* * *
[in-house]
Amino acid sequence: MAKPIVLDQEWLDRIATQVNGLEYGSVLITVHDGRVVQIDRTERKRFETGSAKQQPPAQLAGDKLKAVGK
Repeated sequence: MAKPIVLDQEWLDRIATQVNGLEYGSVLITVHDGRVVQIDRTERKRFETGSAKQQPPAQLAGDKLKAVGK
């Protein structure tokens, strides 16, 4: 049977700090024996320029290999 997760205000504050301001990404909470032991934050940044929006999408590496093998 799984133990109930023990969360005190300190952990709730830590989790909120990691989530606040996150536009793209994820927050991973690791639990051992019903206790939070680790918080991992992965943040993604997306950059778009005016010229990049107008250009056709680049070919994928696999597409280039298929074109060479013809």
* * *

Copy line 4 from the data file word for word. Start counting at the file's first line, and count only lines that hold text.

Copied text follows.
């Protein structure tokens, strides 16, 4: 049977700090024996320029290999 997760205000504050301001990404909470032991934050940044929006999408590496093998 799984133990109930023990969360005190300190952990709730830590989790909120990691989530606040996150536009793209994820927050991973690791639990051992019903206790939070680790918080991992992965943040993604997306950059778009005016010229990049107008250009056709680049070919994928696999597409280039298929074109060479013809």